Playing Away (1986)

Director: Horaces Ove Starring: Norman Beaton, Nicholas Farrell, Brian Bovell, Ross Kemp, Gary Beadle, Trevor Thomas, Ram John Holder,Bruce Purchase, Joseph Marcell, Patrick Holt, Neil Morrissey. UK. 1h 40m

The beautiful game of cricket is the focus of a witty tale that highlights the ridiculous nature of racism and plesantary of just getting along and being a good person or at least a sports person. Somewhere in Ove’s little hidden gem of a movie, there’s a nod to the empowerment of being a team player, noting how the games give the population a sense of becoming a better person.

It’s not about weather you win or lose, its about how you foul up the game.

Luckily you don’t have to pretend to understand how cricket works to get into the dynamic of the teams or the film in general, When the Conquistadors, a Brixton based group made out a majority of Jamanicans, take on a the sleepy town of Snetterton, the calamity begins before the board their bus in London, when the captain attempts to get them together for a group photos it’s plain to see no one is really in charge.

Coming at the height of racial riots throughout larger cities and the capital, this is one of many attempts from the 80’s to dissect cross culturalism, originally given a 15 rating on it’s first release, probably due to a few F words, and a touch of N.. that are never really properly formed, but the intentions are clearly there, but in all it’s less racy than an episode of Midomer Murders.

I’ll have you ejected!!

What the bloody hell do you think I am? A Rocket?

Tensions among the men quickly turns ugly as the pitch bravado to spark off a mildish slew of racism, but bubbling on the surface the best characters start to bond and really makes the event memorable despite the nasties, most notable Ross Kemp and Neil Morrissey, who manage to excuse themselves to let the adults play in the end, and wouldn’t that be nice if everyone else who is a racist loser did the same?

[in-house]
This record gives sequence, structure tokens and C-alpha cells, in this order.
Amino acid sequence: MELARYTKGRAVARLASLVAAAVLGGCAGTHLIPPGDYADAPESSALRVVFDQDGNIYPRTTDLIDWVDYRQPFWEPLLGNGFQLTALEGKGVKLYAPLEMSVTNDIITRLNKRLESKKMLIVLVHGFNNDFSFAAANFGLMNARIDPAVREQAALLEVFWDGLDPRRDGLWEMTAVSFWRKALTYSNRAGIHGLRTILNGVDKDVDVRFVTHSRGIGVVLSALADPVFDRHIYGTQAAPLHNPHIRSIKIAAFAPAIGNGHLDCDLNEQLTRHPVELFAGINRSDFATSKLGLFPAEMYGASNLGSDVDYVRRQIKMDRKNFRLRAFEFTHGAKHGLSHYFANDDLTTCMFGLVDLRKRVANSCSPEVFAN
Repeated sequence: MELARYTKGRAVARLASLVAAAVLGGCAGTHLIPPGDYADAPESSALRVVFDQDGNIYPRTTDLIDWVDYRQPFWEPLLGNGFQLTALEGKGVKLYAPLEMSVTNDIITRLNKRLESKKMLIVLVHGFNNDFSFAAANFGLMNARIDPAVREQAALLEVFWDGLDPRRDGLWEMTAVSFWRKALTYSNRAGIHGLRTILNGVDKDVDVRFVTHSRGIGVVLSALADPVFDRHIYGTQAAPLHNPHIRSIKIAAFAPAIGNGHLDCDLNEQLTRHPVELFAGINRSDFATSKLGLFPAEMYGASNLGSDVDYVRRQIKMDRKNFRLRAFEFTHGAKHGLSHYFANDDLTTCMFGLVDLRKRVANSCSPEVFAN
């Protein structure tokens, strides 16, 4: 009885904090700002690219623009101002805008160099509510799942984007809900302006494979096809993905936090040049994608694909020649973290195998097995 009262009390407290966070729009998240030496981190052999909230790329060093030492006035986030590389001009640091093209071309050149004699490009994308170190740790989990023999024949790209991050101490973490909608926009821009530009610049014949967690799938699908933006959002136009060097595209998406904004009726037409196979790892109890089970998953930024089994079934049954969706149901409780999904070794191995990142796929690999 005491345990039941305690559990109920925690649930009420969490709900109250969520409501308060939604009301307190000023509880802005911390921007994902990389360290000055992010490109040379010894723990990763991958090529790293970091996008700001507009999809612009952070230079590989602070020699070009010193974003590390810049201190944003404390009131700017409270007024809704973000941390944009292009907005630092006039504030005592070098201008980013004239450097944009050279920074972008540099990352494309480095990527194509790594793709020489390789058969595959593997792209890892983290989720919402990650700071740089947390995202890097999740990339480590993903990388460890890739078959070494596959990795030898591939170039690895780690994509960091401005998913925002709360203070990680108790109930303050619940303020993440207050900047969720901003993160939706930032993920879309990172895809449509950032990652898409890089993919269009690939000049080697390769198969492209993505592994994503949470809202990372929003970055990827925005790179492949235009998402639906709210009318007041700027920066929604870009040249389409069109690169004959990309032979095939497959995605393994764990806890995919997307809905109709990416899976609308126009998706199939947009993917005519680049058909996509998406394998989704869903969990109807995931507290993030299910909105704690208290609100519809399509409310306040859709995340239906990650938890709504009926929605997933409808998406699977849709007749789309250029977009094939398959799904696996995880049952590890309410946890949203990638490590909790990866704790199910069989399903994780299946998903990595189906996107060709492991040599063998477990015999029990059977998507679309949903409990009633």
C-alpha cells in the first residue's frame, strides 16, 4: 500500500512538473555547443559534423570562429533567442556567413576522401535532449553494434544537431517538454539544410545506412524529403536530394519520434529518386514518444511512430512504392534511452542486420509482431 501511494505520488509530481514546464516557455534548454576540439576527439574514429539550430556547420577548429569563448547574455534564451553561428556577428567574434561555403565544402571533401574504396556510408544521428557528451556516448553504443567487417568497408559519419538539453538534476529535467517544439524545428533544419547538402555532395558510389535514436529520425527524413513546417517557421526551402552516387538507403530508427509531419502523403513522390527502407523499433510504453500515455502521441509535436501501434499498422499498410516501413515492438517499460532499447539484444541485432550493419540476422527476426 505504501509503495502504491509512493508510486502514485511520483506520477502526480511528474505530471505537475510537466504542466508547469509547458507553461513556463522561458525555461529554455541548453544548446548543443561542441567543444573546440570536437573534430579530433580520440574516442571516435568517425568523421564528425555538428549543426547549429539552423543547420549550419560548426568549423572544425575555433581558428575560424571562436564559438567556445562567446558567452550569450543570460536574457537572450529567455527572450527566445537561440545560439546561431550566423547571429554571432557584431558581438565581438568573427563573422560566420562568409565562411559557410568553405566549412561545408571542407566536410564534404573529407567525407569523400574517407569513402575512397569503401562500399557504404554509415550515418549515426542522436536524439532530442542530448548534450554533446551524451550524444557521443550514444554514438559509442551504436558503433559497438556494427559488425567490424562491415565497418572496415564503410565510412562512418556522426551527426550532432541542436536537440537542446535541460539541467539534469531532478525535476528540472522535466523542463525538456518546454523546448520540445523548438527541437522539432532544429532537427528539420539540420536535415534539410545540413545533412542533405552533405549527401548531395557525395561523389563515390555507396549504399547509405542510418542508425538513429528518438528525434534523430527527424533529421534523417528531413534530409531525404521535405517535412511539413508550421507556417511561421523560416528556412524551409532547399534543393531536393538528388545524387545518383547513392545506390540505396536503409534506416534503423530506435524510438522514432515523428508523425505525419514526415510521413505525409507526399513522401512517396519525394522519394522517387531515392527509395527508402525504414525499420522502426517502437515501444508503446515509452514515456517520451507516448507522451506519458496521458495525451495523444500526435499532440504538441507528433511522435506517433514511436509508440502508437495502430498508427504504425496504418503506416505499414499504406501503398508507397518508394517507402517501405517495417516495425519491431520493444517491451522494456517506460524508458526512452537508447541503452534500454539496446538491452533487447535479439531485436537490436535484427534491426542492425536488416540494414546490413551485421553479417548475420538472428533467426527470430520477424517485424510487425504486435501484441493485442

It was very important in the late 80’s to try and assertively tackle race relations, with Brixton riots and regular far right uprisings causing a social ruckus, it was through sports and film that the biggest advances were attempted, so why not combine the two and make a film about the most peaceful racially diverse sport? The film covers a lot of territory, the subtle curiosities, the rage and somewhere, the innate similarities.

Ove’s talent alongside all of the blistering acting talent makes for a wonderful drama that sometimes spills into a few moments of genuine horror, but the creativity of the cast, who have all experienced racial interactions and have expressed a love for cricket, are possibly playing out their demons? Despite all the tension, drunken moments and a strange pregnancy proposal, the sporting event remains the climax of the movie, it’s never about one team or the other, Ove uses cricket to reflect the complex struggles, failures and successes of all humans..


Rating: 6/10

Related: Desmonds (1989), To Sir With Love (1967), Cool Runnings (1993)
Lists: Race Cinematique


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